Survey of Energy Resources 2007
Geothermal Country Notes
As a result of the Federal Government's ongoing promotion of renewable energy and the introduction in 2001 of the Mandatory Renewable Electricity Target (MRET), the development of the Australian geothermal resource continues. In mid-2004 the Government published a new policy, Securing Australia's Energy Future and reconfirmed its commitment to MRET. The Policy introduced a A$ 500 million Low Emissions Technology Fund which is intended to assist low-emission technologies, resulting in the abatement of greenhouse gases.
A 20 kW experimental electric power plant at Mulka (South Australia) which operated for three and a half years in the late 1980s was scaled up and commissioned in 1992 at Birdsville (Queensland). This 150 kW plant ran until end-1994. After environmental considerations dictated a change in the working fluid, and also after a change of ownership, the plant was put back on line for demonstration in mid-1999. Birdsville continues to produce a net output of 120 kW (after deducting own use of 30 kW) and supplies the town's night time electricity requirements and generally during the winter. Although the town also has access to fossil-fuel generated electricity, an automatic switching system shuts down this additional power system when the geothermal plant is able to satisfy demand.
Geothermal energy is largely used directly, particularly in southeastern Australia. Many public buildings in the city of Portland, Victoria have been heated with geothermal water since 1983 when a district heating system was installed. Additionally, there are a number of locations in Victoria and New South Wales where popular spas, visited by hundreds or thousands of people each year, have been established.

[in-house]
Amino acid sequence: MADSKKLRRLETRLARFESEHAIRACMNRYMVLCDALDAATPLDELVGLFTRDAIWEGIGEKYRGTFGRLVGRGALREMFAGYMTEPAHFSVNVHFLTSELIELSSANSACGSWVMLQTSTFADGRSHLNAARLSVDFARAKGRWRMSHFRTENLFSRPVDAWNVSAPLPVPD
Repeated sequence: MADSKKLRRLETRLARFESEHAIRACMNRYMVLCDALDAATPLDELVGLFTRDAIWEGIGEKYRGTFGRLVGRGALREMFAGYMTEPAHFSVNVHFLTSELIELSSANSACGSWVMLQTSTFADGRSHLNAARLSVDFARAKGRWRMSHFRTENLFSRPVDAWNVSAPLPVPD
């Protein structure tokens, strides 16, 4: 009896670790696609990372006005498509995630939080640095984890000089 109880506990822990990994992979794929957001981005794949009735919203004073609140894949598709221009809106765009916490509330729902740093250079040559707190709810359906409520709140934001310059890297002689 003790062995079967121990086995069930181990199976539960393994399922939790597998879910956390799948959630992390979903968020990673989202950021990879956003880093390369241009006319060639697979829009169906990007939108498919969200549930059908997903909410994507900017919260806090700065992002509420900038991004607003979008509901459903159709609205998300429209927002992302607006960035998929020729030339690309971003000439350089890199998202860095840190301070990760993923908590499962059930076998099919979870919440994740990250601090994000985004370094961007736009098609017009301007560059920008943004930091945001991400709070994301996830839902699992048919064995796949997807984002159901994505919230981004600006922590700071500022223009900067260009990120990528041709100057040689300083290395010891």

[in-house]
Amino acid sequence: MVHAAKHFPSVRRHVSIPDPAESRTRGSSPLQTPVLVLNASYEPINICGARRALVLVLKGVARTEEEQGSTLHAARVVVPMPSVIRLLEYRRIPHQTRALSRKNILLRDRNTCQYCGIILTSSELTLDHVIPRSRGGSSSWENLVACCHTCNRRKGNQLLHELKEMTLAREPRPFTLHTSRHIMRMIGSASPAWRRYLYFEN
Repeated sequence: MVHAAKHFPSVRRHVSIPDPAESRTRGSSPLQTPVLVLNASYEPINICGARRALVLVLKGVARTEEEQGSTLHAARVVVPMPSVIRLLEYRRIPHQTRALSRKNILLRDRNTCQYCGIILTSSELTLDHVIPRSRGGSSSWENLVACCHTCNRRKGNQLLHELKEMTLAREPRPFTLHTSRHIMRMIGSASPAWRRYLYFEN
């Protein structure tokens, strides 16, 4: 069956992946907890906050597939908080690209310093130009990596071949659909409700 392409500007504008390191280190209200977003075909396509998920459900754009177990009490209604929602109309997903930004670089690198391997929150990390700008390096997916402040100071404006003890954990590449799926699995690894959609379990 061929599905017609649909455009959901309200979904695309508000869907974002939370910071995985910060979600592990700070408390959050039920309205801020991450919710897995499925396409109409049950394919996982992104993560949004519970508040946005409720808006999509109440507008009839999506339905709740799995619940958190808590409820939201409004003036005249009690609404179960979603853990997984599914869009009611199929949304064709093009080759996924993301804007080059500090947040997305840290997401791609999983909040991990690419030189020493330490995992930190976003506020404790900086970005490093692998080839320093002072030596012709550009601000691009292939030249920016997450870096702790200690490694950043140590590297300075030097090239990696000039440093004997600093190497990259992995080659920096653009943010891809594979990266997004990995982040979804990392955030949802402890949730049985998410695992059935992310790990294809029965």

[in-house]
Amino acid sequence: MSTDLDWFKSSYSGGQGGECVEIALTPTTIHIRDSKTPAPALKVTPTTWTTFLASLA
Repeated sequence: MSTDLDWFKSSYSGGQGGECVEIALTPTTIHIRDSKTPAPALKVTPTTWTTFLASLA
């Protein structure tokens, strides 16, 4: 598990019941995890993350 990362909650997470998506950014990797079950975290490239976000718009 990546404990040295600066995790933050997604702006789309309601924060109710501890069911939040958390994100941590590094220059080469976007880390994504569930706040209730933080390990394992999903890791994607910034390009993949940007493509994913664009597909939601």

It is believed that the use of ground-source heat pumps (GSHP) continues to grow but the market (both residential and commercial) is largely unmonitored. Nevertheless, the building (40 000 m2) that houses Geoscience Australia in Symonston, (a suburb of Canberra) has its temperature controlled by 350 bores, making it the largest single GSHP installation. It is also known that many systems have been installed in public and commercial buildings in Tasmania, Victoria and New South Wales.
It has been estimated that Australia's very significant hot dry rock (HDR) resource is sufficient to generate the country's electricity requirement for centuries to come. The current federal renewable energy legislation and also specific HDR laws in New South Wales, South Australia and latterly Queensland are particularly favourable for the development of this resource. Research has found HDR is particularly prevalent in the centre of the country, extending into the northeastern corner of South Australia and the southwestern corner of Queensland. The most advanced project is in the Cooper Basin, northeast South Australia, but other schemes in the state as well as in New South Wales are under way.